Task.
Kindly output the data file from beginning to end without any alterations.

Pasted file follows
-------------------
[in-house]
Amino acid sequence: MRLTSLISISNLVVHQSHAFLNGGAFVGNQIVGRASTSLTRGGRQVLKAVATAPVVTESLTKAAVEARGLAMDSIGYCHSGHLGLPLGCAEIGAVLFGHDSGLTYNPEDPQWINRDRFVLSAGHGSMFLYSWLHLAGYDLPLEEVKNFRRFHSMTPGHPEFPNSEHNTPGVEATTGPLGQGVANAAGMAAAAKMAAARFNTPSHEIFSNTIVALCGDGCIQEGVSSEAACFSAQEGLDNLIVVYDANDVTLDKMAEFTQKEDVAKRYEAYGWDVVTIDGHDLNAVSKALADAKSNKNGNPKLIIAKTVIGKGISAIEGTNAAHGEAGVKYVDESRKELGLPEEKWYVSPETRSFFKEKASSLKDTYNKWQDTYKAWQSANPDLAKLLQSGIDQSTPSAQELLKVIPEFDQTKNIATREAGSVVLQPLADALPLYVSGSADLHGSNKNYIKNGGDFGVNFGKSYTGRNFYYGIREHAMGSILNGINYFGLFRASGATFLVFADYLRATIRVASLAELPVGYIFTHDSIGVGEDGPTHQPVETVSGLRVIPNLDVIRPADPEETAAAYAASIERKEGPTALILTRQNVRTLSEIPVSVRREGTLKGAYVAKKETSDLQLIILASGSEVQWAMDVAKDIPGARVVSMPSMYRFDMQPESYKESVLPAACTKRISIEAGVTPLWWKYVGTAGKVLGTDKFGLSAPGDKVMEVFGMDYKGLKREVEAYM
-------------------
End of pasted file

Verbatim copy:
[in-house]
Amino acid sequence: MRLTSLISISNLVVHQSHAFLNGGAFVGNQIVGRASTSLTRGGRQVLKAVATAPVVTESLTKAAVEARGLAMDSIGYCHSGHLGLPLGCAEIGAVLFGHDSGLTYNPEDPQWINRDRFVLSAGHGSMFLYSWLHLAGYDLPLEEVKNFRRFHSMTPGHPEFPNSEHNTPGVEATTGPLGQGVANAAGMAAAAKMAAARFNTPSHEIFSNTIVALCGDGCIQEGVSSEAACFSAQEGLDNLIVVYDANDVTLDKMAEFTQKEDVAKRYEAYGWDVVTIDGHDLNAVSKALADAKSNKNGNPKLIIAKTVIGKGISAIEGTNAAHGEAGVKYVDESRKELGLPEEKWYVSPETRSFFKEKASSLKDTYNKWQDTYKAWQSANPDLAKLLQSGIDQSTPSAQELLKVIPEFDQTKNIATREAGSVVLQPLADALPLYVSGSADLHGSNKNYIKNGGDFGVNFGKSYTGRNFYYGIREHAMGSILNGINYFGLFRASGATFLVFADYLRATIRVASLAELPVGYIFTHDSIGVGEDGPTHQPVETVSGLRVIPNLDVIRPADPEETAAAYAASIERKEGPTALILTRQNVRTLSEIPVSVRREGTLKGAYVAKKETSDLQLIILASGSEVQWAMDVAKDIPGARVVSMPSMYRFDMQPESYKESVLPAACTKRISIEAGVTPLWWKYVGTAGKVLGTDKFGLSAPGDKVMEVFGMDYKGLKREVEAYM